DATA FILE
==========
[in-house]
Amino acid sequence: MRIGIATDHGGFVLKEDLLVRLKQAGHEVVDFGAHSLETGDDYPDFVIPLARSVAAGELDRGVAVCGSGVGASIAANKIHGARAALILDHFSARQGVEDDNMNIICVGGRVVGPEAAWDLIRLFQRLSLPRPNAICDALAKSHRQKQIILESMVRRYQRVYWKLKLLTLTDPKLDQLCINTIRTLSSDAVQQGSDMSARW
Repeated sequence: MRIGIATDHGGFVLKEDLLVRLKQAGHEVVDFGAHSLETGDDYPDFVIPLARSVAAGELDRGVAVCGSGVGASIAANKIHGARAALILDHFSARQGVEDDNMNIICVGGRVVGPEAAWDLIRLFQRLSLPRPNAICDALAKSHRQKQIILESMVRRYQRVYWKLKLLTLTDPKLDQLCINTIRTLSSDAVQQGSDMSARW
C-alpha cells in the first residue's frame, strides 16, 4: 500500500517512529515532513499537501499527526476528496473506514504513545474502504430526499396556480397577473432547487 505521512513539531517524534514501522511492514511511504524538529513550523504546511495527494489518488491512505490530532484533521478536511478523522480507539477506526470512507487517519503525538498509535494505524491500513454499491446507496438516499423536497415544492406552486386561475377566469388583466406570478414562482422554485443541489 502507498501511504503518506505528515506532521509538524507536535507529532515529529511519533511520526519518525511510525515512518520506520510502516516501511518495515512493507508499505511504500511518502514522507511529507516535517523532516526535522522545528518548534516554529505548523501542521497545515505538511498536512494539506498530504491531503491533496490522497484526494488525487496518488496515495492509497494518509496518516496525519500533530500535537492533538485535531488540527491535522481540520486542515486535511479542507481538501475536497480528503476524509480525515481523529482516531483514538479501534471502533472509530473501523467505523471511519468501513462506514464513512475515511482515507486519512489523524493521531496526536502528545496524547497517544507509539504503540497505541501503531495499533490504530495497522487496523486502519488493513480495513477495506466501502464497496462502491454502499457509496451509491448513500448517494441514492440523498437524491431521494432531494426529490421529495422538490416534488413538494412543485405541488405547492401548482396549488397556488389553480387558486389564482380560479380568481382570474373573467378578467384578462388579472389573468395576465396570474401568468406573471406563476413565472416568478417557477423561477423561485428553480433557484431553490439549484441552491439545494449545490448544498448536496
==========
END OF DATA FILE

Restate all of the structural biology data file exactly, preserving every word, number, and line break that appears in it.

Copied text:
[in-house]
Amino acid sequence: MRIGIATDHGGFVLKEDLLVRLKQAGHEVVDFGAHSLETGDDYPDFVIPLARSVAAGELDRGVAVCGSGVGASIAANKIHGARAALILDHFSARQGVEDDNMNIICVGGRVVGPEAAWDLIRLFQRLSLPRPNAICDALAKSHRQKQIILESMVRRYQRVYWKLKLLTLTDPKLDQLCINTIRTLSSDAVQQGSDMSARW
Repeated sequence: MRIGIATDHGGFVLKEDLLVRLKQAGHEVVDFGAHSLETGDDYPDFVIPLARSVAAGELDRGVAVCGSGVGASIAANKIHGARAALILDHFSARQGVEDDNMNIICVGGRVVGPEAAWDLIRLFQRLSLPRPNAICDALAKSHRQKQIILESMVRRYQRVYWKLKLLTLTDPKLDQLCINTIRTLSSDAVQQGSDMSARW
C-alpha cells in the first residue's frame, strides 16, 4: 500500500517512529515532513499537501499527526476528496473506514504513545474502504430526499396556480397577473432547487 505521512513539531517524534514501522511492514511511504524538529513550523504546511495527494489518488491512505490530532484533521478536511478523522480507539477506526470512507487517519503525538498509535494505524491500513454499491446507496438516499423536497415544492406552486386561475377566469388583466406570478414562482422554485443541489 502507498501511504503518506505528515506532521509538524507536535507529532515529529511519533511520526519518525511510525515512518520506520510502516516501511518495515512493507508499505511504500511518502514522507511529507516535517523532516526535522522545528518548534516554529505548523501542521497545515505538511498536512494539506498530504491531503491533496490522497484526494488525487496518488496515495492509497494518509496518516496525519500533530500535537492533538485535531488540527491535522481540520486542515486535511479542507481538501475536497480528503476524509480525515481523529482516531483514538479501534471502533472509530473501523467505523471511519468501513462506514464513512475515511482515507486519512489523524493521531496526536502528545496524547497517544507509539504503540497505541501503531495499533490504530495497522487496523486502519488493513480495513477495506466501502464497496462502491454502499457509496451509491448513500448517494441514492440523498437524491431521494432531494426529490421529495422538490416534488413538494412543485405541488405547492401548482396549488397556488389553480387558486389564482380560479380568481382570474373573467378578467384578462388579472389573468395576465396570474401568468406573471406563476413565472416568478417557477423561477423561485428553480433557484431553490439549484441552491439545494449545490448544498448536496